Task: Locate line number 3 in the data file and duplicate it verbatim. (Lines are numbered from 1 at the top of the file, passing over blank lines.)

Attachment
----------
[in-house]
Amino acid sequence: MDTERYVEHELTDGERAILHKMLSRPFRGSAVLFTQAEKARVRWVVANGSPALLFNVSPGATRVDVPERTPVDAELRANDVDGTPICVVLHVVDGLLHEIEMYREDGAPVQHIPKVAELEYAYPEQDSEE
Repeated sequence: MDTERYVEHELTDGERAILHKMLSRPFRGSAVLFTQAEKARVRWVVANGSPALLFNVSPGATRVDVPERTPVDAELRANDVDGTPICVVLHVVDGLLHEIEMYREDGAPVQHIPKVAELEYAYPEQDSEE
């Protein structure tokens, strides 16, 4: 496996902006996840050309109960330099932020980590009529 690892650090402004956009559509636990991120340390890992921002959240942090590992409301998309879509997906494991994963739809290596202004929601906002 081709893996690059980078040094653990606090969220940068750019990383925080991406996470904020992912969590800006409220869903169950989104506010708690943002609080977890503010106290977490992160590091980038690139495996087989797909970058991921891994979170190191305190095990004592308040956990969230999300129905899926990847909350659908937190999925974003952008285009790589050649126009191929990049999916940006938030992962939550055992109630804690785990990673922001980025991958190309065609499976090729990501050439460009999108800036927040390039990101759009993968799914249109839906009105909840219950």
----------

Repeated sequence: MDTERYVEHELTDGERAILHKMLSRPFRGSAVLFTQAEKARVRWVVANGSPALLFNVSPGATRVDVPERTPVDAELRANDVDGTPICVVLHVVDGLLHEIEMYREDGAPVQHIPKVAELEYAYPEQDSEE